Think you’re ready for GDPR? Here’s a popular digital policy that could be putting your business at risk

Alice Weil

Alice Weil

Features Editor at The Executive Magazine

With the General Data Protection Regulation (GDPR) just around the corner, The Executive Magazine explores a cyber security risk that hasn’t been given enough attention in the press – despite its strong links to an increasingly popular policy in the digital world.

Unless you’ve been completely off the radar in recent months – and have no contact whatsoever with your company’s IT and marketing department – you will have certainly heard of the GDPR which, after much anticipation, is finally set to come into force tomorrow.

But are companies truly prepared for what will no doubt be a seismic shift in the way we manage data and safeguard the cyber resilience of our corporate technology?

With just a day until the new law hits the UK, new research has uncovered a staggering find: there is considerable correlation between ‘bring your own device’ (BYOD) schemes and a higher cyber security risk in small businesses.

Six in 10 SMEs – from a sample of over 500 business owners – reported having experienced a cyber security incident since rolling out a BYOD policy, with this figure ballooning to almost 95% when considering organisations of up to 250 staff.

In a nutshell, BYOD schemes mean employees also use personal devices such as laptops, tablets and smartphones for work rather than just their general day-to-day activities. Many companies vouch for it due to its alleged productivity and cost savings, and the policy has been making significant inroads in the business world in the UK and beyond.

While research is divided, some firms claim BYOD helps staff feel more productive, increases morale, and is generally more convenient – as well as making the organisation look like a more flexible and attractive employer. However, while allowing employees to work anywhere, at any time, can be commercially beneficial, it brings about considerable risk when it comes to security.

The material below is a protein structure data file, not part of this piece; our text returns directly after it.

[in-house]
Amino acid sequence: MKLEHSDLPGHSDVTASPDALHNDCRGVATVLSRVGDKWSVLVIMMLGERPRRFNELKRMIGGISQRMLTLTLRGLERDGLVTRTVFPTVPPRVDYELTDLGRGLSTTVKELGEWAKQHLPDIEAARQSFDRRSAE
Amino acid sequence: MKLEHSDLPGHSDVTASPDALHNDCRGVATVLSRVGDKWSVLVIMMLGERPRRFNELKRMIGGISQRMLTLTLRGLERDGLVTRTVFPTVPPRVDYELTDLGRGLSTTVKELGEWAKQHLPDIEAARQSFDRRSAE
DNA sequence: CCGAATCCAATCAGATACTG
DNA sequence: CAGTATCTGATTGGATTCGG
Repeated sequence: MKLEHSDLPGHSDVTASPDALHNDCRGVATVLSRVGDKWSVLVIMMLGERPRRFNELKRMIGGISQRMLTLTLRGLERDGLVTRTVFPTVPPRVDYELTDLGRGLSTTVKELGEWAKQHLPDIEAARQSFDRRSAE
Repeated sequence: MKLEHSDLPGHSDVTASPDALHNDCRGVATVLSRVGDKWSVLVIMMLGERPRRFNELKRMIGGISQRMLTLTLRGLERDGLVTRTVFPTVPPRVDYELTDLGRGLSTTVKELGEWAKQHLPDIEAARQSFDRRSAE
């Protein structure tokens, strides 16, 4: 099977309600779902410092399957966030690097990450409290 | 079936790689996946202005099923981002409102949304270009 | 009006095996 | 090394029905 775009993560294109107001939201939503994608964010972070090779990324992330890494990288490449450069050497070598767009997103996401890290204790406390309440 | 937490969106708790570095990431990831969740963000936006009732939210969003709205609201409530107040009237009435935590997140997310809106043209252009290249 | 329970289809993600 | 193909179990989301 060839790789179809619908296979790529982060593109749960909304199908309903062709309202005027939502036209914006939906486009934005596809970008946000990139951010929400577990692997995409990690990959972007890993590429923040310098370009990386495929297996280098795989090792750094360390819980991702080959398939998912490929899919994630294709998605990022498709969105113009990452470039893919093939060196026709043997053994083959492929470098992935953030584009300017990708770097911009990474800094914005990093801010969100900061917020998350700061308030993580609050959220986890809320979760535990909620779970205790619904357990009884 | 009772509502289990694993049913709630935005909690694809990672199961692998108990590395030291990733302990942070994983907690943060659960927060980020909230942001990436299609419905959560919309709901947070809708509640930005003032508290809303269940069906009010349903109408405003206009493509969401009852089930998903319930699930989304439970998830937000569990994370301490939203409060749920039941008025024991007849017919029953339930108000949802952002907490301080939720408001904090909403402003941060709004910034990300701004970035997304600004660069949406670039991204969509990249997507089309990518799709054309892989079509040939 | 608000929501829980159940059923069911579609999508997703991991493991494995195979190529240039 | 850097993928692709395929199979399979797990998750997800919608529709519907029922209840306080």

The recent research, from merchant services provider Paymentsense, revealed that these schemes are prevalent across small businesses, with larger SMEs being more likely to roll them out. While for microbusinesses the rate of adoption stands at 40%, businesses of up to 100 people reported a rate of 51%, while those of up to 250 claimed almost 70% of staff bring their own devices.

Of particular concern was the correlation between this boom in popularity and cyber security: as BYOD becomes more prevalent, so do cyber-attacks. Just one in seven (14%) microbusinesses reported a cyber security incident since rolling out BYOD, while those of up to 500 employees recorded a 70% rate – which then rose to a whopping 94% across companies of up to 250 staff.

The most common incident was malware, which affected two-thirds of SMEs. Next were viruses, distributed denial of service, data theft and phishing.

“Although our study shows the popularity of BYOD amongst small businesses, it’s alarming to see so many reporting incidents since implementing these schemes,” said Chafic Badr, head of digital at Paymentsense.

“As with all cyber security issues, the biggest factor is the human one – employees need to be aware of their responsibilities and the risks associated with a BYOD system. This is particularly important when you consider personal data responsibilities in the post-GDPR landscape.

“Business owners should create concise guidelines to help staff use best security practices in their daily activities – both within the office and outside. It’s also worth remembering that when mobile device users are away from work, susceptibility to threats such as phishing tends to increase.”

To make sure your company is ready for the big regulation changes tomorrow, visit the Information Commissioner’s Office website for extensive guidance.

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